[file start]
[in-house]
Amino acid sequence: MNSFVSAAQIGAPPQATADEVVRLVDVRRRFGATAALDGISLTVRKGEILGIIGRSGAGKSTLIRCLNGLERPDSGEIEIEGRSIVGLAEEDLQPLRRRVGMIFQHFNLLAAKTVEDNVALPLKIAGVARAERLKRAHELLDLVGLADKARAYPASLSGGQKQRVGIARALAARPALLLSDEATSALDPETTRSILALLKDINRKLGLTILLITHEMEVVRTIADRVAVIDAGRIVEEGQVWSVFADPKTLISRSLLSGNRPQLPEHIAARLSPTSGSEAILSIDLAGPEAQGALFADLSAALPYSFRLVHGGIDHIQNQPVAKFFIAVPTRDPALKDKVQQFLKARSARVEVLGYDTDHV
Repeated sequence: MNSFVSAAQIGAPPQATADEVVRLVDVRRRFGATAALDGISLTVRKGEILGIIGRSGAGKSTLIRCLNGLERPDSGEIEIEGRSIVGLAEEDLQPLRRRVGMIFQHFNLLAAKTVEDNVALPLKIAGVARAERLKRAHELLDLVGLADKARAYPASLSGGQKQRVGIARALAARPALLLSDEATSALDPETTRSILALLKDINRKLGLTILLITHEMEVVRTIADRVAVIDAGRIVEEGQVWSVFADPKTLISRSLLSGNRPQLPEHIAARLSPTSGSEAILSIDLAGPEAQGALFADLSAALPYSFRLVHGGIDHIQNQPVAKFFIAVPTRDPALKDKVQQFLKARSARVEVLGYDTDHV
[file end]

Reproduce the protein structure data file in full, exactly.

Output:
[in-house]
Amino acid sequence: MNSFVSAAQIGAPPQATADEVVRLVDVRRRFGATAALDGISLTVRKGEILGIIGRSGAGKSTLIRCLNGLERPDSGEIEIEGRSIVGLAEEDLQPLRRRVGMIFQHFNLLAAKTVEDNVALPLKIAGVARAERLKRAHELLDLVGLADKARAYPASLSGGQKQRVGIARALAARPALLLSDEATSALDPETTRSILALLKDINRKLGLTILLITHEMEVVRTIADRVAVIDAGRIVEEGQVWSVFADPKTLISRSLLSGNRPQLPEHIAARLSPTSGSEAILSIDLAGPEAQGALFADLSAALPYSFRLVHGGIDHIQNQPVAKFFIAVPTRDPALKDKVQQFLKARSARVEVLGYDTDHV
Repeated sequence: MNSFVSAAQIGAPPQATADEVVRLVDVRRRFGATAALDGISLTVRKGEILGIIGRSGAGKSTLIRCLNGLERPDSGEIEIEGRSIVGLAEEDLQPLRRRVGMIFQHFNLLAAKTVEDNVALPLKIAGVARAERLKRAHELLDLVGLADKARAYPASLSGGQKQRVGIARALAARPALLLSDEATSALDPETTRSILALLKDINRKLGLTILLITHEMEVVRTIADRVAVIDAGRIVEEGQVWSVFADPKTLISRSLLSGNRPQLPEHIAARLSPTSGSEAILSIDLAGPEAQGALFADLSAALPYSFRLVHGGIDHIQNQPVAKFFIAVPTRDPALKDKVQQFLKARSARVEVLGYDTDHV